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International Travel


Country Information


Plurinational State of Bolivia
Do not travel to Bolivia due to COVID-19. Exercise increased caution in Bolivia due to civil unrest.

Do not travel to Bolivia due to COVID-19. Exercise increased caution in Bolivia due to civil unrest.

Read the Department of State’s COVID-19 page before you plan any international travel. 

The Centers for Disease Control and Prevention (CDC) has issued a Level 3 Travel Health Notice for Bolivia due to COVID-19. 

Travelers to Bolivia may experience border closures, airport closures, travel prohibitions, stay at home orders, business closures, and other emergency conditions within Bolivia due to COVID-19. Visit the Embassy's COVID-19 page for more information on COVID-19 in Bolivia.

Country Summary: Demonstrations, strikes, and roadblocks can occur at any time in Bolivia. Demonstrations can result in violence. Roadblocks and strikes may cut off traffic and restrict the flow of goods and services around the country. Domestic and international flights may be delayed or unexpectedly cancelled.

Read the country information page.

If you decide to travel to Bolivia:

Last Update: Reissued with updates to COVID-19 information.


Embassy Messages


Quick Facts


Six months (as of entry date into the country)


One page per stamp




Yellow Fever





Embassies and Consulates

U.S. Embassy La Paz

Avenida Arce 2780
La Paz, Bolivia
+(591) (2) 216-8000
Emergency After-Hours Telephone: +(591) (2) 216-8000
Fax: +(591) (2) 216-8111
Hours: Monday to Thursday: 08:00 – 17:30 and Friday: 08:00 – 12:00 (except U.S. and local holidays)


United States Consular Agency, Santa Cruz, Bolivia
Radial Castilla S/N (In front of Santo Tomas School soccer
field). Between 3er Anillo Interno y 3er Anillo Externo
Santa Cruz, Bolivia
Telephone: +(591) (2) 216-8000 
Emergency after-hours telephone: +(591) 2-216-8000
Fax: +(591) (3) 351-3478
Hours: Monday and Tuesday: 08:00 – 15:00
Wednesday and Thursday: 8:30 – 15:00, and
Friday: 09:00 – 12:00  (except U.S. and local holidays)

Destination Description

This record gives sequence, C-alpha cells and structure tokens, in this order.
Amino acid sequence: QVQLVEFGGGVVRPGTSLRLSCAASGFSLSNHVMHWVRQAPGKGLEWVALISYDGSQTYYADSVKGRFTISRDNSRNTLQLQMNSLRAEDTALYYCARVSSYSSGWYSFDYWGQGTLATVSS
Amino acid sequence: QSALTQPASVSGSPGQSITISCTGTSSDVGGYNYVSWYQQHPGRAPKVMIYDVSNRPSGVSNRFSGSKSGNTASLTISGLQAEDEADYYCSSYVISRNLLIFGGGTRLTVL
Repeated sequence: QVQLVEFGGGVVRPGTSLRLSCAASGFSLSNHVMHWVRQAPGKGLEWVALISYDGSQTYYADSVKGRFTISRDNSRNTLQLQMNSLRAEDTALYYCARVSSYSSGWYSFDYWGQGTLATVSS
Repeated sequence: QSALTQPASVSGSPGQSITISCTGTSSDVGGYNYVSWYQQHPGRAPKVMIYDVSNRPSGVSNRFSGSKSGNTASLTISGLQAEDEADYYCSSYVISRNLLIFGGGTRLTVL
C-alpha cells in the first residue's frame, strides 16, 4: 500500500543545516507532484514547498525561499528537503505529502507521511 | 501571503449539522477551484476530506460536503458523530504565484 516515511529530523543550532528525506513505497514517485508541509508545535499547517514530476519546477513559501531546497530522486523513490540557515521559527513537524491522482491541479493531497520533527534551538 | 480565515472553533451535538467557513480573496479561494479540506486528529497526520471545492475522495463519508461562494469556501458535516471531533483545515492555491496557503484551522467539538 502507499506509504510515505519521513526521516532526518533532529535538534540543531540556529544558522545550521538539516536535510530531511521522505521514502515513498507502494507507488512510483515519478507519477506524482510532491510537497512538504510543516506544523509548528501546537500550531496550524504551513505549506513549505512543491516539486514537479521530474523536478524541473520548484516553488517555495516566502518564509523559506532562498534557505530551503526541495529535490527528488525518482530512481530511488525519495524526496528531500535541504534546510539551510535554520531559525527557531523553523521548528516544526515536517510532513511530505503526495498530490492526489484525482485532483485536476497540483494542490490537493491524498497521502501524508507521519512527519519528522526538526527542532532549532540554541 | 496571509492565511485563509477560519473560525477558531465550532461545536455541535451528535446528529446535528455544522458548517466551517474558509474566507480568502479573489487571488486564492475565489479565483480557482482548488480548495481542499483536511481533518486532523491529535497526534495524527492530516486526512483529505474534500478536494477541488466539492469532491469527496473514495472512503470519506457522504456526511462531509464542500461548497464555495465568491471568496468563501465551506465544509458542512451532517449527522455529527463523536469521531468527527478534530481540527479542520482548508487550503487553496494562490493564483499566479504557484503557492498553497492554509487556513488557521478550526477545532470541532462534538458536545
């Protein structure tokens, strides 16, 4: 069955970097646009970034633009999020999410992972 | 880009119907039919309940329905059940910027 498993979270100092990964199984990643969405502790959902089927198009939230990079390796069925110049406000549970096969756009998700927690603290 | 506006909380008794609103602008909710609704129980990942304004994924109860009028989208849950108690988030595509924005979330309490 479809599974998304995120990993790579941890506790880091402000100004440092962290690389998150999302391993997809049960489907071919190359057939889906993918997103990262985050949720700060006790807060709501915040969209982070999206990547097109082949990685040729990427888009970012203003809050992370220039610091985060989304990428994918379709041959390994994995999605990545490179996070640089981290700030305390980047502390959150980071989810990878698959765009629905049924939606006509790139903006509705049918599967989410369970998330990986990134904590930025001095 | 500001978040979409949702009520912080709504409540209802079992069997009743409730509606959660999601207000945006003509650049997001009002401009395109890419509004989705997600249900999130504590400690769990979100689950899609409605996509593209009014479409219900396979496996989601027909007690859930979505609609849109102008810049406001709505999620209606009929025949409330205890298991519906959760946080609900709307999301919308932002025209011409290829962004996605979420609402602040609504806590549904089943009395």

See the Department of State’s Fact Sheet on Bolivia for information on U.S. – Bolivia relations.

Entry, Exit and Visa Requirements

As of December 20, 2019, U.S. citizens no longer need a visa to enter Bolivia for tourism. Entry is granted for 30, 60, or 90 days at the discretion of the Bolivian immigration officer at the port of entry. U.S. citizens who wish to extend their stay can apply for an extension through Administración Nacional de Migración (National Migration Service), which has offices in most major cities. The additional periods can be consecutive or nonconsecutive within a one-year period. The maximum period of stay for tourists is 90 calendar days per year.

Entry requirements:

  • Valid U.S. passport with at least 6 months validity remaining.
  • International Certificate of Yellow Fever Vaccination.
  • If you plan to work, study, volunteer, or conduct business in Bolivia, you must apply for a separate visa (Specific Purpose Visa).
  • Make sure you obtain entry and exit stamps from the Bolivian authorities every time you enter or exit Bolivia.
  • Minors with Bolivian citizenship must obtain authorization from the non-traveling parent or parents at a Bolivian Embassy or Consulate to exit Bolivia. All other minors who remain in Bolivia for more than 90 days, regardless of citizenship, must also obtain this authorization to exit Bolivia. See the U.S. Embassy’s website for more information.
  • Dual Nationality: Upon entering and/or exiting Bolivia, U.S.-Bolivian citizens may be required to show a valid Bolivian identity document, such as a Bolivian cedula de identidad.

HIV Restrictions: The U.S. Department of State is unaware of any HIV/AIDS entry restrictions for visitors to, or foreign residents of Bolivia.

Find information on dual nationality, prevention of international child abduction and customs regulations on our website.

Safety and Security

Protests, strikes, and roadblocks are common. While they generally begin peacefully, they have the potential to become violent.

You should:

  • Avoid roadblocks or public demonstrations.
  • Consider the possibility of flight disruptions.
  • Take extra food, water, and warm clothing on road trips. Roadblocks may occur without warning and could strand you for several days.
  • Monitor Bolivian media and the U.S. Embassy website for updates.